Identification Technologies
Implementing identification software will protect the organization from unauthorized access to the network. Requiring employees to have designated usernames is a first step but should also include two-factor authentication in the event passwords are weak. At the device level the organization could also require MAC addresses as a basis for access, which would ensure only specified devices have network privileges.

Having a system in place for the de-provisioning of rights to access the system will help ensure controlled access to the network by the appropriate personnel at the time. This would also be useful when an employee leaves the organization or is terminated. It could also protect the organization with new employees to slowly scale up their access as trust is built.

Authentication Technologies
Employees may reuse passwords for multiple accounts and fail to use a password manager for improved password security. Strengthening authentication will help protect the organization from external threats or unauthorized access by insiders. In addition to email authentication, the organization could use fingerprint, smart cards or signatures to access critical systems within the network. For very sensitive portions of the network, the firm could require biometrics authentication. Some of the options could be retina pattern or fingerprint recognition.

Device Encryption
Implementing proper disc encryption on company computers will help protect the organization’s data in the event of device theft or loss. The organization should also discuss this requirement for the use of personal mobile devices to access the network by employees. A vulnerability could exist where lawyers use their personal smartphones to access cloud data, which could be accessed without proper encryption.

Audit Trails
Audit trails can be implemented to trace actions taken within the system or with specific users. The organization can use logs to promote accountability and investigate users who venture into restricted portions of the network. The proper functioning of these technologies would help the organization identify a breach by a cybercriminal or an insider venturing into restricted portions of the network. Implementing identity and access management (IAM) principles such as recording user actions on users with greater privilege will help protect critical assets and sensitive network access.

Legal Considerations

Both the firm and individual lawyers are often sued by clients, so legal considerations should be viewed as a shared responsibility between the firm and its lawyers. The first legal consideration both parties should consider is how to implement cybersecurity legislation and reporting guidelines into law firm procedures or protocols. Cybersecurity compliance legislation is complex and overlaps between jurisdictions where lawyers may practice. An organization needs to have a plan in place to confirm applicable legislation and legal requirements upon a breach. Ensuring accurate interpretation of the law and compliance with it is the first step in developing a risk mitigation strategy.

Knowing the applicable legislation is no good unless it is properly integrated into the organization. Having a proper structed training system for all parties in the organization will help mitigate risk and promote compliance. If awareness and training is insufficient, it is less likely potential threats will be reported and acted on. This could lead to situations where the organization fails to comply with reporting obligations or containing the threat.

Exploring insurance requirements for businesses is another legal consideration which should be considered. Lawyers are required to have error and omission insurance to protect clients and the public. A cybersecurity breach could theoretically have the same damage to the client as a lawyer acting without capacity. Reviewing update in the insurance landscape, such as minimum cybersecurity coverage requirements to protect the public should form part of a comprehensive risk mitigation strategy. Organizations should also review their technology and practices to ensure they will remain covered by an insurance company, in the event of a data breach.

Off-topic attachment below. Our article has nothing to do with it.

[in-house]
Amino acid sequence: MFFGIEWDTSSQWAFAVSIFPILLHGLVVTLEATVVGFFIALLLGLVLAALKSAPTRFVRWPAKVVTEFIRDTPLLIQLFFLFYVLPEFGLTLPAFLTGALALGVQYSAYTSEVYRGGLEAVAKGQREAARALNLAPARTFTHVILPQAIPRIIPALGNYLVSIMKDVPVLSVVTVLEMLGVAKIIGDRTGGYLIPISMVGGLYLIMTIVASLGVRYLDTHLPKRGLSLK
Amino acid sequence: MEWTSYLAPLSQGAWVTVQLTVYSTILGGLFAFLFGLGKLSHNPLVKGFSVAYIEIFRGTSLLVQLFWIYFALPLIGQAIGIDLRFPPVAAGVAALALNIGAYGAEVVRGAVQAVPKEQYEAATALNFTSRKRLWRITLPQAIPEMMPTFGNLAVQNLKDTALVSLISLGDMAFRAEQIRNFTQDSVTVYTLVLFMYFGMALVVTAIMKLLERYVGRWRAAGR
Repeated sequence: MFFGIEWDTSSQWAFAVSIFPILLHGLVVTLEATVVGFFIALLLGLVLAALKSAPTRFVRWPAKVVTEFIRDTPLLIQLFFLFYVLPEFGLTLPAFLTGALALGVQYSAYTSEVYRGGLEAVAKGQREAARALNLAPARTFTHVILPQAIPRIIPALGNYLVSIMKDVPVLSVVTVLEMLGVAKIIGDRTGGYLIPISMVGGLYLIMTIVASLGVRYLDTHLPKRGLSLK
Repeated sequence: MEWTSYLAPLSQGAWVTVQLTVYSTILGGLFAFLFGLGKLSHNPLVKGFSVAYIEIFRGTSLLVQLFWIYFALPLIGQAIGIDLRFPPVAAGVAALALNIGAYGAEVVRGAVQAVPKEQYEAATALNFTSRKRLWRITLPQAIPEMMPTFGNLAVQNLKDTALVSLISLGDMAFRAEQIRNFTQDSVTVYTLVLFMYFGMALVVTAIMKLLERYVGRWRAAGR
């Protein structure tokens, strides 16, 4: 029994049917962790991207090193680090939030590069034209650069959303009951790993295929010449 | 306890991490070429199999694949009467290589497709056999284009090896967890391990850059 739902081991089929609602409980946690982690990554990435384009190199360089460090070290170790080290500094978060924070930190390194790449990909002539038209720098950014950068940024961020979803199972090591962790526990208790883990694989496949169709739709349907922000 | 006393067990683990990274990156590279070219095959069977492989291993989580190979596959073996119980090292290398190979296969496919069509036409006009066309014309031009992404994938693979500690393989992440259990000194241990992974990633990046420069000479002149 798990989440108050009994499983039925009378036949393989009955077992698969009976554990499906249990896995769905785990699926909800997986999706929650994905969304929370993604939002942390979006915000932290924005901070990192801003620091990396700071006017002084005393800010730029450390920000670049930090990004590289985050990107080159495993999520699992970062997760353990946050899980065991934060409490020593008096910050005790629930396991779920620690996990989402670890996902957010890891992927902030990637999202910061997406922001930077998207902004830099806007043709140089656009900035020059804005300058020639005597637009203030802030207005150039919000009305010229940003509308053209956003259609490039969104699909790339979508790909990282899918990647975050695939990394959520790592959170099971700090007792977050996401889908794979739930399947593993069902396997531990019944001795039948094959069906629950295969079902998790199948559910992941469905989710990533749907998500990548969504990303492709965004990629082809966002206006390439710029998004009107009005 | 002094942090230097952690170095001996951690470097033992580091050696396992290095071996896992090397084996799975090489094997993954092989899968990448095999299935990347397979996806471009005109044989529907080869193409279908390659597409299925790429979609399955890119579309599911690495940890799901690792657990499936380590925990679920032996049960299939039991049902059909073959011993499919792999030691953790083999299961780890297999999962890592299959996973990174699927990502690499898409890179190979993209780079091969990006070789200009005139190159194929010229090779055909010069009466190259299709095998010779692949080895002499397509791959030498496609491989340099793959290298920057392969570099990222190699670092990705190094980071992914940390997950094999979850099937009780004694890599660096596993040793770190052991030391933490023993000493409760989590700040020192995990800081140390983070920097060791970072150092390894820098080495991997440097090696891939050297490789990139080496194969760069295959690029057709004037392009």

Firms should also consider their relationship with third-parties and whether their compliance obligations will be compromised in the event of cybersecurity breach by a third-party. Affiliate organizations may not be compliant with relevant legislation which could expose a firm to legal liability by association. Having an understanding of who the organization is doing business with and what precautions those business are taking will help develop a comprehensive risk mitigation strategy.

Developing a proper response plan is another important legal consideration. This will help ensure the firm knows in advance of a data breach its legal requirements. This will help avoid poor decision making and strengthen compliance. The response plan could also list the appropriate experts the organization would require to mitigate its litigation and reputational risks.

Having independent audits by trained security professionals will help ensure firms are compliant with legal requirements. Audits may reveal weaknesses in a firm’s response plan or early detection systems. In addition, they will help modernize firms’ cybersecurity defences over time in response to evolving threats. If an organization is able to show it was not reckless to potential threats and always took proactive efforts to protect the public, a court may find that mitigating.

Jordan Donich is a lawyer at Donich Law Toronto, Ontario. He represents clients in English and French in civil litigation, professional regulation and complex criminal defense. His background in cybersecurity is the basis for the firm's dedicated practice in internet crime.

Related Articles

How to Digitally Market Your Law Firm

by dNovo Group

In the digital age, everyone is online. So it's important to make sure your results pop up first. This digital marketing agency gives SEO tips specifically for lawyers.

How SEO is Different for Lawyers in Toronto

Trending Top Five: Critical Corporate Components for 2022

by Justin Smulison